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August 13, 2013 / samwilson60

Malawian tour guides for a week

We bundled Chris into the car, ingeniously reworked to get around the seatbelt rules that were so obviously not a problem when we had four in the front in Benin. With just a few bolts and a slab of wood removed, it was possible (if not entirely comfortable) to seat one in the luggage store behind the passenger seat.


With pillows and bedding falling into the right places from all sides, it actually got quite cosy but for the test drive we didn’t push our luck. We hadn’t wanted to spend our first night with Chris in the city (with or without overland trucks) but likewise didn’t want to subject him to a monster drive on his first day in the country. The obvious solution seemed to be to make the shortest beeline we could to the lake. This landed us in Senga Bay, which apparently had the added bonus of live music for the bank holiday weekend. Everyone we asked confirmed the rumour and explained that this was not just any old gig. The headline act was unanimously described as the most popular musician in Malawi so obviously we stayed an extra night and spent Saturday afternoon trying to find out where exactly, when exactly and how much exactly the gig would be.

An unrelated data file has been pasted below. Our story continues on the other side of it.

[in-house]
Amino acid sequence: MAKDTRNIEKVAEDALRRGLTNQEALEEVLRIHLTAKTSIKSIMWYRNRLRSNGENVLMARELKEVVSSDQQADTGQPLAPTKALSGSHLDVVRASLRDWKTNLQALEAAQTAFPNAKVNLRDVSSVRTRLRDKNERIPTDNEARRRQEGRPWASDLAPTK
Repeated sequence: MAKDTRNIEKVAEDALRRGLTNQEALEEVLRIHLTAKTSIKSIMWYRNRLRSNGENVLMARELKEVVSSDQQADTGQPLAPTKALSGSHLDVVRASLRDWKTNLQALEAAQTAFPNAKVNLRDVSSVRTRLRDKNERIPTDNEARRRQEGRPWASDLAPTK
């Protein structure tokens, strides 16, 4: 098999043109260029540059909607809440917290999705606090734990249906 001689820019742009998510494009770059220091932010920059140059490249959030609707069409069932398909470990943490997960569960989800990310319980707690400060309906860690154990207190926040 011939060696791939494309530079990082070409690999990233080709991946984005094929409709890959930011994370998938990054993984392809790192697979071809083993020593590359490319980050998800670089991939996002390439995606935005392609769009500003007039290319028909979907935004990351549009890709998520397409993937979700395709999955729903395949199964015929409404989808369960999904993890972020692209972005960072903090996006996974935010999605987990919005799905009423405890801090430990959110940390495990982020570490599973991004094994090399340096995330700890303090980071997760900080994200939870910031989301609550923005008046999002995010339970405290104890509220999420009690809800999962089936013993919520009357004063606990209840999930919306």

We were fairly happy with the information we’d gleaned and, as the show was due to go on all night, decided we had time for a snorkelling trip and some home-cooked food before going out. The snorkelling was fun, although the snorkels were each broken in a different way and the fish were not as exciting as we’d been led to believe. Still, there were lots of them and they were brightly coloured. We specifically chose Lizard Island to snorkel around because we also wanted a glimpse of some giant monitor lizards. We saw none but had fun clambering over the rocks all the same and nearly falling off them every time we heard something that might pass for a lizard.